Edwin Solon Conner

Edwin Solon Conner

Birth
Penobscot, Hancock County, Maine, USA
Death 26 Apr 1960 (aged 79)
Sewalls Point, Martin County, Florida, USA
Burial Castine, Hancock County, Maine, USA
Memorial ID 54130332 · View Source
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Edwin went to sea on fishing schooners as a boy. At age 14 he was aboard a fishing schooner, probably one captained by his grandfather John F. Peterson, which was blown off course in a severe storm to the coast of Labrador - they landed near Dr. Wilfred Grenfell's mission where Edwin saw his first gymnasium and welfare work. This inspired him to return to school.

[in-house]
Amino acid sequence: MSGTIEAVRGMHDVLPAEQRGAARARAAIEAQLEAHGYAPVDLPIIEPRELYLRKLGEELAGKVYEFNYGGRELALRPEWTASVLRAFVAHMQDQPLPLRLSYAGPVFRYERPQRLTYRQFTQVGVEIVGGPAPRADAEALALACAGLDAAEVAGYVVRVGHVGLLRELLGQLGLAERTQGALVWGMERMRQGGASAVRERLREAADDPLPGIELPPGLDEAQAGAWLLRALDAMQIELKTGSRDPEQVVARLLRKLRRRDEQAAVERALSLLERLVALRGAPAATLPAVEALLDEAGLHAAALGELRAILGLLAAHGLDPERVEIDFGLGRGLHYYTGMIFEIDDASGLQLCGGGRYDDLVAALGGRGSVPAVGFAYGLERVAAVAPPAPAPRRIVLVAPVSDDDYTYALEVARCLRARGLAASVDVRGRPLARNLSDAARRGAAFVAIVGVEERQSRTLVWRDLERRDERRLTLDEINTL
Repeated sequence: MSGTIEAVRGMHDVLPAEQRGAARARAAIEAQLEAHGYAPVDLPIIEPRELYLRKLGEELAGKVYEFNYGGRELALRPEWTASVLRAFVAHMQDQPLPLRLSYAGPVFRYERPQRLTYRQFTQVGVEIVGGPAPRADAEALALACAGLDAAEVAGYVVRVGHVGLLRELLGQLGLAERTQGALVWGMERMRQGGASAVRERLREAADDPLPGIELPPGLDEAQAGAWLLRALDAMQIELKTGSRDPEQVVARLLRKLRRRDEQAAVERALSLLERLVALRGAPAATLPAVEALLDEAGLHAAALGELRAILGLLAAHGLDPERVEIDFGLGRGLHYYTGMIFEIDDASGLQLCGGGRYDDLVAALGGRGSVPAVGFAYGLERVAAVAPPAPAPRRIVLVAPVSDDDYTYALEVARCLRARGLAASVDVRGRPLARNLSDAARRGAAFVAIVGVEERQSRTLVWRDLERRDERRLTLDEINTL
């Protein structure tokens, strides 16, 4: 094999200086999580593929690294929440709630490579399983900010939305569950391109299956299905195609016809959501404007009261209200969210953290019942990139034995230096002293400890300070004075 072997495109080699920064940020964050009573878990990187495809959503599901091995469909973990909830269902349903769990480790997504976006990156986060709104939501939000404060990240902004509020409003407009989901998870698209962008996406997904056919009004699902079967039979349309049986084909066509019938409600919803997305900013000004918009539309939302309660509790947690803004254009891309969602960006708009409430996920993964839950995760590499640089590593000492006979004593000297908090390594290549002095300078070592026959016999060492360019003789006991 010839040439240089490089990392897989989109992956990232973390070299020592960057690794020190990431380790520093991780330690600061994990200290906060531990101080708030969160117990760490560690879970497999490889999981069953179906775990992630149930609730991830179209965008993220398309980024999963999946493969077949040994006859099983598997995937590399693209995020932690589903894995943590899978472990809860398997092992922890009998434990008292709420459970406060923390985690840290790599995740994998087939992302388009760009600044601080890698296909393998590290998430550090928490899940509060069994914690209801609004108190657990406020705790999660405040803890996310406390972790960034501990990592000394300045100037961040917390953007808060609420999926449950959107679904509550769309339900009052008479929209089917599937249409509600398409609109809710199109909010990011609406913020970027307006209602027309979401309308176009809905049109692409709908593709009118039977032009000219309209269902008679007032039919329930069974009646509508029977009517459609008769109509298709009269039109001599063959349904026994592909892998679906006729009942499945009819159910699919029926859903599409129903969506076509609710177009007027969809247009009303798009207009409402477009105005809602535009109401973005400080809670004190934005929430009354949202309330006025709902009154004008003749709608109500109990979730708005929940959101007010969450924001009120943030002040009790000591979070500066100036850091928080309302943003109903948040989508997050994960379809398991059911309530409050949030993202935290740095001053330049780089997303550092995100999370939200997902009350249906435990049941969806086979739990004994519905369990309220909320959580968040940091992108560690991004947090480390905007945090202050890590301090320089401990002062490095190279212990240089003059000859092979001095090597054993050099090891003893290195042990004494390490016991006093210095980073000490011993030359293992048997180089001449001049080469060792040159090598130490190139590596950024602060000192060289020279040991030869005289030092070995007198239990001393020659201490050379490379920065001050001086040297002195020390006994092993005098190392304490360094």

He graduated from Abbot School (secondary school) and Eastern State Normal School (now the Maine Maritime Academy; his teaching certificate is dated 5 June 1901), both in Castine, and in 1906 from Bates College in physical education and recreation (starring there in baseball, basketball and football and for four years on the all-state football team [once as an end, once as a tackle and twice as a fullback]). He was vice president in 1903 of the Class of 1906. He then was principal and coach at Hallowell, Maine, then teacher and coach at Lincoln High School, Cleveland, Ohio (where his life-long nickname "Chief" originated). It is interesting that he entered Bates College on a scholarship with $10 in his pocket and one suit of clothes, working waiting tables and washing dishes for room and board. His letters (held by the Muskie Archives and Special Collections Library, Bates College) to Professor Pomeroy at Bates College in 1908 and 1909 refer to the professor's signing of a note to the bank on behalf of Edwin. He was known by his classmates at Bates as "Solon".